By Debra Wood, RN, contributor Mar 05, 2020
During the past couple of decades, hospitalist jobs have
taken hold and grown by leaps and bounds. Have you kept up on the latest in the
Let’s look at a few interesting facts about hospital
medicine in 2020.
1. Hospitalists now
have their own day, celebrated each March
Hospital medicine physicians can now celebrate National
Hospitalist Day on the first Thursday in March. This observance was
celebrated for the first time in 2019; the day falls on March 5 in 2020.
represents the celebration of this widespread MD part of the U.S. health care
system,” said Danielle Scheurer, MD, MSCR, president-elect
of Society of
Hospital Medicine’s board of directors and chief quality
officer of the Medical University of South Carolina in Charleston.
2. The term
“hospitalist” was first used nearly a quarter of a century ago
Robert M. Wachter, MD, and Lee Goldman, MD, both at the
University of California, San Francisco, first used the term “hospitalist” in
an article in The New England Journal of
Medicine in 1996. The article served as an impetus for this developing
3. Hospital medicine
is the fastest growing medical specialty
From a few hundred hospitalists more than 20 years ago, the
field has grown to more than 60,000 physicians who practice hospital medicine
“It’s the fastest growing specialty in the history of
medicine,” said John
Nelson, MD, MHM, FACP, with Nelson Flores Hospital Medicine Consultants in La
Quinta, California, and an early hospitalist.
added, “Much of the growth is in response to the increased complexity and
shortening length of stay in the hospital system.” While many services have
shifted to ambulatory care, she noted that hospitalist jobs are available; the
field is “not saturated.”
4. Hospitalists practice in
every size hospital
Every U.S. hospital has a hospitalist program, Scheurer
said. These practitioners need to know clinical care, but also other factors
associated with hospital medicine.
Nelson added hospitals in larger metropolitan areas and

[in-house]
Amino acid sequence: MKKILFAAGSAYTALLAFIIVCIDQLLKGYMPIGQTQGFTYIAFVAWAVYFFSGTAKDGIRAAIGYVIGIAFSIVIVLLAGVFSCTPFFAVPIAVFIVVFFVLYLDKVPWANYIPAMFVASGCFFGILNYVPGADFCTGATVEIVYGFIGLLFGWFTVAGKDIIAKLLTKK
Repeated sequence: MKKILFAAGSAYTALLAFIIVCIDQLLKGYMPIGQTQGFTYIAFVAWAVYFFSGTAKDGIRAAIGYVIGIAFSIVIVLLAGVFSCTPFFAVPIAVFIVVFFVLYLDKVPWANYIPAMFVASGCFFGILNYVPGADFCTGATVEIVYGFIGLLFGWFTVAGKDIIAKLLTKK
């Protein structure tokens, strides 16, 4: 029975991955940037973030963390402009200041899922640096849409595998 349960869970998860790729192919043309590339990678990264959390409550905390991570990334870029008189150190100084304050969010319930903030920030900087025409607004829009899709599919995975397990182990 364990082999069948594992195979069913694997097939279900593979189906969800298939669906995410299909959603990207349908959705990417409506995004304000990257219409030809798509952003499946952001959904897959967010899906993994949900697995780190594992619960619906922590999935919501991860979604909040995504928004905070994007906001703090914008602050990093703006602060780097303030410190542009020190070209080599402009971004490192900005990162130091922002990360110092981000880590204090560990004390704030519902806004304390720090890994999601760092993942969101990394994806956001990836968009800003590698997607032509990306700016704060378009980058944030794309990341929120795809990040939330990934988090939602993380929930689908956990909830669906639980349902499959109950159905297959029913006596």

those that graduate residents tend to have adequate hospitalist staffing, but
smaller hospitals are still in need of hospital medicine physicians. Demand for
hospitalists continues to exceed supply.
5. Hospitalist jobs
are in demand
Nelson reported that hospitalist jobs are in demand, even
while most hospital medicine groups employ more hospitalists than they did two
years ago. Most groups are expecting to continue adding jobs, as more complex
patients are hospitalized.
Merritt Hawkins’ 2019 Review of Physician and Advanced
Practitioner Recruiting Incentives reported a 21 percent year-over-year
increase in the number of searches for hospitalists.
6. Hospitals aren’t
the only employers
Hospital medicine physicians may be employed by the hospital,
a university or a hospitalist group medical practice.
“The employment model has been shifting to being employed by
the hospital, but it varies by site,” Scheurer said. Additionally, staffing
companies will contract to guarantee staffing, particularly in rural settings
and community access hospitals, she said.
tenens hospitalists are not employees, but are independent
contractors who are paid by locum staffing companies like Staff Care.
7. Hospitalists tend
to be younger physicians, with mixed demographics
Medscape Hospitalist Compensation Report found that 55 percent of
hospitalists are ages 35 to 49 years, and 22 percent are younger than 35 years.
The age of hospitalists trends lower than for primary care physicians. Only 3
percent of hospitalists are 65 years or older. |
The report also showed that the gender breakdown among
hospitalists was 40 percent women and 60 percent men.
Asian and Caucasian physicians dominate the racial/ethnic
mix among hospitalists, with 37 percent and 36 percent respectively. Hispanics
represent 8 percent, blacks 5 percent, and mixed race 4 percent.
8. Two-thirds of hospitalists are satisfied with
The 2019 Medscape report indicated hospitalists earn an
average of $242,000 annually. Eighty-six percent of hospitalists receive